Working hours : 9:00 AM - 8:00 PM

Preventing Suicide in Men

Dr. Mike Dadson relates, “A multifaceted approach is important to change the devastating statistics of suicide in men”.

1. Promotion of mental health awareness.

By raising awareness about men’s mental health issues, including their risk of suicide, challenging existing stereotypes and to normalize help-seeking by men, can encourage them to seek support when needed.

2. Expanding and accessing mental health resources.

Increasing the availability and accessibility of mental health services tailored to the needs of men, can help reduce the barriers to care faced by men. This includes providing culturally competent and gender-sensitive counseling options.


3. Suicide prevention programs.

Implementing evidence based, suicide prevention programs for men can include improving their mental health literacy, enhancing awareness of coping skills and fostering development of their social support networks.

4.  Specific interventions for men.

We can improve engagement and outcomes with tailored interventions targeting men such as.

Using this approach, men’s unique experiences, challenges, and preferences, are taken into account and can be a valuable asset reaching and assisting men in need.

Suicide Prevention and Support

  1. Talk Suicide Canada: 1.833.456.4566
  2. 310Mental Health Support:  310.6789
  3. Canadian Mental Health Association: (1-800-784-2433)  

Suicide Research Studies and Frameworks 

The Multilevel Suicide Prevention Intervention Model for Men: Oliffe, Han, Ogrodniczuk, Phillips, and Roy:
Oliffe et al, propose a model that is comprehensive, combining individual, relationship, community, and societal-level interventions to address the prevention of suicide in men. The model emphasizes the importance of targeting the various factors contributing to suicide risk in men and highlights the need for a multi-faceted approach.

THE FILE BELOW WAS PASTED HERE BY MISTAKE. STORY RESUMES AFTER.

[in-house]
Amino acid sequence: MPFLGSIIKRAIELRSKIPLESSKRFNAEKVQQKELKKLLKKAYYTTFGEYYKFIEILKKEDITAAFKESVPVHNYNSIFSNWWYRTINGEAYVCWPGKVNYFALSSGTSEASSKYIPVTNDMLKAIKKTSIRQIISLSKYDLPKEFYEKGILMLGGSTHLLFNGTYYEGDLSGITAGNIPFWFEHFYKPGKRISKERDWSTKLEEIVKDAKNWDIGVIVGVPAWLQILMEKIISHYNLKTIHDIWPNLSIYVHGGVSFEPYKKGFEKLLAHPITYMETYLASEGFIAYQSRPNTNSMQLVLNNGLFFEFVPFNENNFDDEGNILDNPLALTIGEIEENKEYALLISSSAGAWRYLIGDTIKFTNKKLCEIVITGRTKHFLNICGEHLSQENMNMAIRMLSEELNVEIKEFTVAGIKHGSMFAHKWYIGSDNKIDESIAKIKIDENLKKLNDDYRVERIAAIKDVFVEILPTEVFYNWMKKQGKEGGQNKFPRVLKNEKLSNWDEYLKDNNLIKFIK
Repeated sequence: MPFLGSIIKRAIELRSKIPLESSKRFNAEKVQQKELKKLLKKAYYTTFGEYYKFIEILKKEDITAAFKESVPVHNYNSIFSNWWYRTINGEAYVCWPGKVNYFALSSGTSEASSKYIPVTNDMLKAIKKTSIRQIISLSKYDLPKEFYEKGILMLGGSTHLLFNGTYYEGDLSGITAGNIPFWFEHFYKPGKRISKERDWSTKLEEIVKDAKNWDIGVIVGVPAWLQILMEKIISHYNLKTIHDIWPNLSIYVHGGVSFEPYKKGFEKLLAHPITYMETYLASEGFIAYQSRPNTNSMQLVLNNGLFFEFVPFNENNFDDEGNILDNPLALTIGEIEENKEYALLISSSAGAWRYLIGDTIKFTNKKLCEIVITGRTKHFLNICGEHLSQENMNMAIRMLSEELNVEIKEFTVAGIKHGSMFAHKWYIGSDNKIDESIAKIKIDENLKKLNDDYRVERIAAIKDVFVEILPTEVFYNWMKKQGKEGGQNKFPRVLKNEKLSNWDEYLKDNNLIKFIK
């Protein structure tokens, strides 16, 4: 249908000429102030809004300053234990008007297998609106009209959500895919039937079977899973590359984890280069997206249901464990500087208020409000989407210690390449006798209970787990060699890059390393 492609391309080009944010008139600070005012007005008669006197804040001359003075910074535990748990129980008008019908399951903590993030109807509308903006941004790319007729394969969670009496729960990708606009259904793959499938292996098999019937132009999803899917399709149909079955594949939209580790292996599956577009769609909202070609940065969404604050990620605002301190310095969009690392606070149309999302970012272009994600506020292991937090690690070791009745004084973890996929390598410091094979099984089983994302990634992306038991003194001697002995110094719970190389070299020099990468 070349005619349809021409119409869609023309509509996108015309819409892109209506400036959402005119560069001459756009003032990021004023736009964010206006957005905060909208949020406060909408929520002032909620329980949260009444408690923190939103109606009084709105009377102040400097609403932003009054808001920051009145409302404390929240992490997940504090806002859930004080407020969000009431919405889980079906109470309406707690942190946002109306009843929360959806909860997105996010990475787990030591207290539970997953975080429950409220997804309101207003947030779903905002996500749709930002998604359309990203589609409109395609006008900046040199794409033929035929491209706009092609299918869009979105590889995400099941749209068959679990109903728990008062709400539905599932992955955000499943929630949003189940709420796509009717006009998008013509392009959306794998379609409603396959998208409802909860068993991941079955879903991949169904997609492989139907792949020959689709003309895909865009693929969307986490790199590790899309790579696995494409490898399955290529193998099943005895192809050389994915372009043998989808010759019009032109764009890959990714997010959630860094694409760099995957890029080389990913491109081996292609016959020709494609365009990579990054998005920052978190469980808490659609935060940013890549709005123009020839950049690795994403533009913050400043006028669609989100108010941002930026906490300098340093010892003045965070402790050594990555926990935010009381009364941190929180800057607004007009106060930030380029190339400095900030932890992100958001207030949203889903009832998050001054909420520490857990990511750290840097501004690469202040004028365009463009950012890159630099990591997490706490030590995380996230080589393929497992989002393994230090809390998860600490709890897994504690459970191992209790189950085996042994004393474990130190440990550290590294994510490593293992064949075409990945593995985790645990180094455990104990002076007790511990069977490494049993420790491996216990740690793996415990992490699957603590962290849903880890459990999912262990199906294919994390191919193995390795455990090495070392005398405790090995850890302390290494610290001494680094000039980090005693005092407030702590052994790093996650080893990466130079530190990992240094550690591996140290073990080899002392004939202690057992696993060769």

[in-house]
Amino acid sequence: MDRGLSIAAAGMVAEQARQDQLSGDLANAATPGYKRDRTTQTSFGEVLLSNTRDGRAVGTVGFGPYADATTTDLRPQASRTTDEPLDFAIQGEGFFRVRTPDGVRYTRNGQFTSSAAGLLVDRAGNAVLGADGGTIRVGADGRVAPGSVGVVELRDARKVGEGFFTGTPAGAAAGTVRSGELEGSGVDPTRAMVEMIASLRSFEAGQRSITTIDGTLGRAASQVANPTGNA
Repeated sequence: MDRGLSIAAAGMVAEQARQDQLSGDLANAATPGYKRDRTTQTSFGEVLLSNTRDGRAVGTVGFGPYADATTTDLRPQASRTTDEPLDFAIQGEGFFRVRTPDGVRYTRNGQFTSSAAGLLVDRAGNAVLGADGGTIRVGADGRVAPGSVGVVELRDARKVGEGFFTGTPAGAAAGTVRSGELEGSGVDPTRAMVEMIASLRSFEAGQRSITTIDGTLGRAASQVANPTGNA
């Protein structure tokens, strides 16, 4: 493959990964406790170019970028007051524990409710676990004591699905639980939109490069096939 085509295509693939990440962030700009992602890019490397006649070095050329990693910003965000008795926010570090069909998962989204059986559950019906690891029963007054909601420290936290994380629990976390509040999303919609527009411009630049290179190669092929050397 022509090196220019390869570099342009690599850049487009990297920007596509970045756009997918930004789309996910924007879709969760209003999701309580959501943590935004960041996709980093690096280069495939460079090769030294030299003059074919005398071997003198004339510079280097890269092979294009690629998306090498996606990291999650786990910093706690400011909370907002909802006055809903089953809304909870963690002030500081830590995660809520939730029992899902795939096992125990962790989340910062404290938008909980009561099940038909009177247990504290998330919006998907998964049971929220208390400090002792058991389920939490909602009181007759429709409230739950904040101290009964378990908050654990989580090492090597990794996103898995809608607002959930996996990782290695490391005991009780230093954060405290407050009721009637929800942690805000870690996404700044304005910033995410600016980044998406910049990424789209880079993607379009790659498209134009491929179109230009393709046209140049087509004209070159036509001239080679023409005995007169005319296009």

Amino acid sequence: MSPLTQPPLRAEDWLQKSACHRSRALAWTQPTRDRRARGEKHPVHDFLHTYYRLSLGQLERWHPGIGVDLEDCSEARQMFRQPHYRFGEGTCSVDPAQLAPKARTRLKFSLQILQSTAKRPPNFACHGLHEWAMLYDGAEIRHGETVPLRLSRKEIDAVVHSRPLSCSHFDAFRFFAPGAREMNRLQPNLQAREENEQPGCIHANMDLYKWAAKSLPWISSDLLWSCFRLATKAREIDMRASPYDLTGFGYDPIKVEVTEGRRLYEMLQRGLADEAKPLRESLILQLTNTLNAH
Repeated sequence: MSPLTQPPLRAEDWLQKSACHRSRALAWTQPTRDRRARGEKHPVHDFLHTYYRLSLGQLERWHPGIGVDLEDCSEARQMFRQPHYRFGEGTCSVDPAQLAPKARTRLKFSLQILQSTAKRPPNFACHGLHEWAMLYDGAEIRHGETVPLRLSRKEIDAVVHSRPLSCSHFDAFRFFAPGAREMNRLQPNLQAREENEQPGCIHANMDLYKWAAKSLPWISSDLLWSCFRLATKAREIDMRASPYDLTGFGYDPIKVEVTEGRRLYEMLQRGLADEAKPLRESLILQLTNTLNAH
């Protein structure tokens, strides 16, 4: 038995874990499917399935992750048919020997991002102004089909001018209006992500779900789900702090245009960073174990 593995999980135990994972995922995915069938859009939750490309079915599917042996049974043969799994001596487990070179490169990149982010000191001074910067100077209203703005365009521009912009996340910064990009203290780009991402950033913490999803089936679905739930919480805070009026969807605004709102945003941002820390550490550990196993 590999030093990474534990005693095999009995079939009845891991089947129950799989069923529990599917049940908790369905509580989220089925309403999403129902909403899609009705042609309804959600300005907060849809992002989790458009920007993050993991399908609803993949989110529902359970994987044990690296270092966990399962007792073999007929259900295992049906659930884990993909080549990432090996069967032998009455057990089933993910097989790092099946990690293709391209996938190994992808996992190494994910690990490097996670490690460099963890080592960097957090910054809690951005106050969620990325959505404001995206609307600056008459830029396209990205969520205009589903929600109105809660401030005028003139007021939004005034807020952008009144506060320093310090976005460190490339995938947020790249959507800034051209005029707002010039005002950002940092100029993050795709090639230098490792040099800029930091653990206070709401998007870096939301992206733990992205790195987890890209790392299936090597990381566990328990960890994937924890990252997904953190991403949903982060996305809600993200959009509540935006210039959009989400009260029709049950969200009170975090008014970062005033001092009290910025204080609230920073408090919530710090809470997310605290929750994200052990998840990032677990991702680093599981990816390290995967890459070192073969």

The Man Box: Kimmel and Mahalik:
This study explores of the impact traditional masculinity norms can have on men’s mental health, including their vulnerability to suicidal thoughts and behaviors.

This research highlights the importance of challenging and transforming masculinity norms for suicide prevention and provides insights surrounding the detrimental effects of rigid gender expectations on men’s well-being.

The Collaborative Assessment and Management of Suicidality (CAMS):
Developed by Jobes, this CAMS framework focuses on assessing and managing suicidality by fostering a collaborative therapeutic relationship between the clinician and the individual who is at risk. CAMS emphasizes a personalized and empathetic approach that involves understanding the individual’s subjective experience and collaboratively developing a safety plan.

The Safety Planning Intervention: Stanley and Brown
This Safety Planning intervention is a short and structured approach to suicide prevention. This approach involves working collaboratively with the individual at risk, to develop a safety plan that identifying possible warning signs, coping strategies, and their supportive contacts.